Can you refuse to provide services?

This episode isn’t so much about entrepreneurs as it is about how the government or double-standards can take freedoms away from people; freedoms that you might think aren’t in jeopardy.

The first example is about whether a business owner can refuse business based on the owner’s deeply-held beliefs. There are two different sets of ideas on this, but many times their held by the same people.

The second example asks; can you make a product in your kitchen that is non-narcotic, perfectly legal, and that other people want to buy? Maybe, maybe not. The government may have something to say about that. What do you have to say about it?

Mentioned links:

Designer Sophie Theallet Vows Never To Work With Melania Trump

University Students Stumble over Who Has Freedom to Live and Work According to Beliefs

Amish Farmer Sam Girod is in Jail… His Enemies Want Him there for Life

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Show transcript

Should Sophie Theallet be sued? Most people, I imagine, would say No, she shouldn’t. He name was in the news recently, but you might have missed it.

Ms. Theallet had been providing dresses for Michelle Obama to wear, but has said she will refuse to do so for Melania Trump. Why? Well, because of her deeply held beliefs about discrimination and prejudice, and her thought that Donald Trump doesn’t share her values. She noted that, as a family-owned company, she doesn’t want to provide services to someone who’s behavior is incompatible with the values that she lives by.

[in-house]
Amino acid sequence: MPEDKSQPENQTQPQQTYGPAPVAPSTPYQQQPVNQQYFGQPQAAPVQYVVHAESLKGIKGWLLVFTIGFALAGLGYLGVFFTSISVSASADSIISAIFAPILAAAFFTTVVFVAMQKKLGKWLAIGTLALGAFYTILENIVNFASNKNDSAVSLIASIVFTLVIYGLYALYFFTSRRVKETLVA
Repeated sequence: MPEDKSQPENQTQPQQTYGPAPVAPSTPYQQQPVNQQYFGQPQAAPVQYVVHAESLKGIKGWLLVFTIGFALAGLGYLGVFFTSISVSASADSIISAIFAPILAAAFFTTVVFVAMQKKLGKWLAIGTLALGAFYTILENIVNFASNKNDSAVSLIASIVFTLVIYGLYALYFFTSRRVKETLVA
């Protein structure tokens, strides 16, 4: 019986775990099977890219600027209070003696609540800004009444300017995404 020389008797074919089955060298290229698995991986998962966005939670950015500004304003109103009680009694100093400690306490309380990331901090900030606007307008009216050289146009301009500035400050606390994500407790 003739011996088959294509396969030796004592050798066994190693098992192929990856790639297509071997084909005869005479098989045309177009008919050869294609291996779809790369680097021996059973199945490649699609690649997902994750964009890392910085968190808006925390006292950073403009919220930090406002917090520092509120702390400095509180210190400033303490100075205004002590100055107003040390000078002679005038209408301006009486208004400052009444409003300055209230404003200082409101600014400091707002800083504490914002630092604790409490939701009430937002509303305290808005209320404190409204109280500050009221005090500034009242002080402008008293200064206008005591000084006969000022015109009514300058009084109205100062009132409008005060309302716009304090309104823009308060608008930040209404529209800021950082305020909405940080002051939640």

Does this sound familiar? Well, don’t get ahead of me just yet.

The Alliance Defending Freedom decided to go out and find out what the youth of today thought of this, so they got a camera and a microphone and went to the University of Wisconsin – Madison and asked students if they agreed with what Ms. Theallet was doing. Turns out all the students they interviewed thought that she should be allowed to turn down work if it violated her beliefs. The ADF then asked the students about a local ordinance that said that if you do turn down work, that you can be sued. They thought that, too, was violating your rights as a business. Then the interviewer asked them if a Christian church asked a Muslim singer to sing at their Easter service, should the church be able to sue the singer if the singer turned them down. It was a little stickier situation for the students, but generally they thought that, no, the singer should not be forced to perform against their religious beliefs.

Then the ADF interviewer moved to a question about a local story. Should a photographer who is a Christian be forced to take pictures at a same-sex wedding ceremony? All of a sudden, the students got very quiet. Apparently, to these voters, being forced to violate your political beliefs, or certain types of religious beliefs, are beyond the pale. But for Christians, the double standard has to kick in. I wonder how many of these students who back Ms. Theallet’s family-owned business also thought the family-owned Hobby Lobby was wrong.

So consider this: who is consistent in their beliefs; conservatives who want freedom for all businesses, or liberals who have different standards based on whether or not you agree with them? Because when you get down to it, that’s really the only difference in their double-standard. If you agree with liberals, they’ll let you do what you want. If  you don’t, you get thrown in jail. And remember, these are the people who think conservatives are the ones trying to force their beliefs down everyone’s collective throats.